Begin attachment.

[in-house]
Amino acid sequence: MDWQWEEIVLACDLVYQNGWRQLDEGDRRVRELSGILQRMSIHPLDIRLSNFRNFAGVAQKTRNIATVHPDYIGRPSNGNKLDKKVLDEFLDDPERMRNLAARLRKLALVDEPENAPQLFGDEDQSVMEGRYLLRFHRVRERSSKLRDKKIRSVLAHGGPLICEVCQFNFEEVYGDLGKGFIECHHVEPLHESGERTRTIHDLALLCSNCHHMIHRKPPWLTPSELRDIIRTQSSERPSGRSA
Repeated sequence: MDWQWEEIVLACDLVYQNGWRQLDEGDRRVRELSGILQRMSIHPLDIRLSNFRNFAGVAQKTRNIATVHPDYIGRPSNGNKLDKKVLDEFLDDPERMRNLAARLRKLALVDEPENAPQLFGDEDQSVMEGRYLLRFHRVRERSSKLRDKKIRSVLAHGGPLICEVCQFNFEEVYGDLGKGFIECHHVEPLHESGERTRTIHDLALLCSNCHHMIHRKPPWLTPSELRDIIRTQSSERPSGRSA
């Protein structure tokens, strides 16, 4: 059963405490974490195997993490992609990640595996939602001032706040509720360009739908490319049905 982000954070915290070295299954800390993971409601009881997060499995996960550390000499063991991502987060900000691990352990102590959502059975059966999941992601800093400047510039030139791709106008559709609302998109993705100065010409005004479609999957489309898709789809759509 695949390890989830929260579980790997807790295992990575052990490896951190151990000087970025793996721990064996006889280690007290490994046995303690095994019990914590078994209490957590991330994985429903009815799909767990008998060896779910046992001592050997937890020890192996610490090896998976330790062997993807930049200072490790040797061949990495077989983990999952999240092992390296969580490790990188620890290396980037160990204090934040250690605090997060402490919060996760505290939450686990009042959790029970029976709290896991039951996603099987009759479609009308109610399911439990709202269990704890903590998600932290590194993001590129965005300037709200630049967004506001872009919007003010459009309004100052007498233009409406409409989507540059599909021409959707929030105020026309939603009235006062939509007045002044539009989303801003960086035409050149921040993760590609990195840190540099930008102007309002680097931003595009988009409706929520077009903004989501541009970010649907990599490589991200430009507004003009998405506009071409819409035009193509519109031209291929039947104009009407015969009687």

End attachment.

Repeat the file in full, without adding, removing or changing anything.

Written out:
[in-house]
Amino acid sequence: MDWQWEEIVLACDLVYQNGWRQLDEGDRRVRELSGILQRMSIHPLDIRLSNFRNFAGVAQKTRNIATVHPDYIGRPSNGNKLDKKVLDEFLDDPERMRNLAARLRKLALVDEPENAPQLFGDEDQSVMEGRYLLRFHRVRERSSKLRDKKIRSVLAHGGPLICEVCQFNFEEVYGDLGKGFIECHHVEPLHESGERTRTIHDLALLCSNCHHMIHRKPPWLTPSELRDIIRTQSSERPSGRSA
Repeated sequence: MDWQWEEIVLACDLVYQNGWRQLDEGDRRVRELSGILQRMSIHPLDIRLSNFRNFAGVAQKTRNIATVHPDYIGRPSNGNKLDKKVLDEFLDDPERMRNLAARLRKLALVDEPENAPQLFGDEDQSVMEGRYLLRFHRVRERSSKLRDKKIRSVLAHGGPLICEVCQFNFEEVYGDLGKGFIECHHVEPLHESGERTRTIHDLALLCSNCHHMIHRKPPWLTPSELRDIIRTQSSERPSGRSA
């Protein structure tokens, strides 16, 4: 059963405490974490195997993490992609990640595996939602001032706040509720360009739908490319049905 982000954070915290070295299954800390993971409601009881997060499995996960550390000499063991991502987060900000691990352990102590959502059975059966999941992601800093400047510039030139791709106008559709609302998109993705100065010409005004479609999957489309898709789809759509 695949390890989830929260579980790997807790295992990575052990490896951190151990000087970025793996721990064996006889280690007290490994046995303690095994019990914590078994209490957590991330994985429903009815799909767990008998060896779910046992001592050997937890020890192996610490090896998976330790062997993807930049200072490790040797061949990495077989983990999952999240092992390296969580490790990188620890290396980037160990204090934040250690605090997060402490919060996760505290939450686990009042959790029970029976709290896991039951996603099987009759479609009308109610399911439990709202269990704890903590998600932290590194993001590129965005300037709200630049967004506001872009919007003010459009309004100052007498233009409406409409989507540059599909021409959707929030105020026309939603009235006062939509007045002044539009989303801003960086035409050149921040993760590609990195840190540099930008102007309002680097931003595009988009409706929520077009903004989501541009970010649907990599490589991200430009507004003009998405506009071409819409035009193509519109031209291929039947104009009407015969009687």